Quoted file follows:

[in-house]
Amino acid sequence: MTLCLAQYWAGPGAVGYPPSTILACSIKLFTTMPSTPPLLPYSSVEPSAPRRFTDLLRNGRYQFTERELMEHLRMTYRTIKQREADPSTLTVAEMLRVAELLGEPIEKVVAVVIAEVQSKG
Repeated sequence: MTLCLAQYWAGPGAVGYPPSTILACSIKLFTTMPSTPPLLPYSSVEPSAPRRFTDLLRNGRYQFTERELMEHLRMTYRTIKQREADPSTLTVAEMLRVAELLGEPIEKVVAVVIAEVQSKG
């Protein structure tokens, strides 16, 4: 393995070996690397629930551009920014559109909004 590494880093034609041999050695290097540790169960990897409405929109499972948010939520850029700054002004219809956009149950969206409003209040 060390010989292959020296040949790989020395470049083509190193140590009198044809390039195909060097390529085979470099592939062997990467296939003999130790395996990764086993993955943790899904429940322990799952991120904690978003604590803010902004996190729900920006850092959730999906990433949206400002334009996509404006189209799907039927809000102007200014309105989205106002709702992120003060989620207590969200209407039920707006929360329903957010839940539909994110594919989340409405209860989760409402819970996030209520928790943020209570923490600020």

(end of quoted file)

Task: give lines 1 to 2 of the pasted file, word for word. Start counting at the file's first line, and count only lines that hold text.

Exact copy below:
[in-house]
Amino acid sequence: MTLCLAQYWAGPGAVGYPPSTILACSIKLFTTMPSTPPLLPYSSVEPSAPRRFTDLLRNGRYQFTERELMEHLRMTYRTIKQREADPSTLTVAEMLRVAELLGEPIEKVVAVVIAEVQSKG